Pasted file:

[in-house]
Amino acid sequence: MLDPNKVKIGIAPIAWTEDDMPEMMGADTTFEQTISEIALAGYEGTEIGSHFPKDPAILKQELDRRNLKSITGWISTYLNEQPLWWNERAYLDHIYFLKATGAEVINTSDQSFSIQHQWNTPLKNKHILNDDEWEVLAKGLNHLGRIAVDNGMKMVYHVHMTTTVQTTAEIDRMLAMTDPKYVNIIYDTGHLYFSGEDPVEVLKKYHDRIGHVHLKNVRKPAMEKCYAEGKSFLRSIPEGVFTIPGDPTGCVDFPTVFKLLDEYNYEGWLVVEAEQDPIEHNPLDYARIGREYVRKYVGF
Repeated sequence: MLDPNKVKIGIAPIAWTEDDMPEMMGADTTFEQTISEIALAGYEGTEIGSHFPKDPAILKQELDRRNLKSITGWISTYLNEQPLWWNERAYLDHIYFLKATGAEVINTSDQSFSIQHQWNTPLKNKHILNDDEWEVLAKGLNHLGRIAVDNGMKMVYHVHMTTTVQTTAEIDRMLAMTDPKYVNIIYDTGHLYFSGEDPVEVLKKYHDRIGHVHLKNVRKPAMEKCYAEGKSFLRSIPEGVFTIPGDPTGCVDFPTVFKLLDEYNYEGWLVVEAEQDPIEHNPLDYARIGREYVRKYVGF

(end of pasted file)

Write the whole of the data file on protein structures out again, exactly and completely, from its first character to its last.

[in-house]
Amino acid sequence: MLDPNKVKIGIAPIAWTEDDMPEMMGADTTFEQTISEIALAGYEGTEIGSHFPKDPAILKQELDRRNLKSITGWISTYLNEQPLWWNERAYLDHIYFLKATGAEVINTSDQSFSIQHQWNTPLKNKHILNDDEWEVLAKGLNHLGRIAVDNGMKMVYHVHMTTTVQTTAEIDRMLAMTDPKYVNIIYDTGHLYFSGEDPVEVLKKYHDRIGHVHLKNVRKPAMEKCYAEGKSFLRSIPEGVFTIPGDPTGCVDFPTVFKLLDEYNYEGWLVVEAEQDPIEHNPLDYARIGREYVRKYVGF
Repeated sequence: MLDPNKVKIGIAPIAWTEDDMPEMMGADTTFEQTISEIALAGYEGTEIGSHFPKDPAILKQELDRRNLKSITGWISTYLNEQPLWWNERAYLDHIYFLKATGAEVINTSDQSFSIQHQWNTPLKNKHILNDDEWEVLAKGLNHLGRIAVDNGMKMVYHVHMTTTVQTTAEIDRMLAMTDPKYVNIIYDTGHLYFSGEDPVEVLKKYHDRIGHVHLKNVRKPAMEKCYAEGKSFLRSIPEGVFTIPGDPTGCVDFPTVFKLLDEYNYEGWLVVEAEQDPIEHNPLDYARIGREYVRKYVGF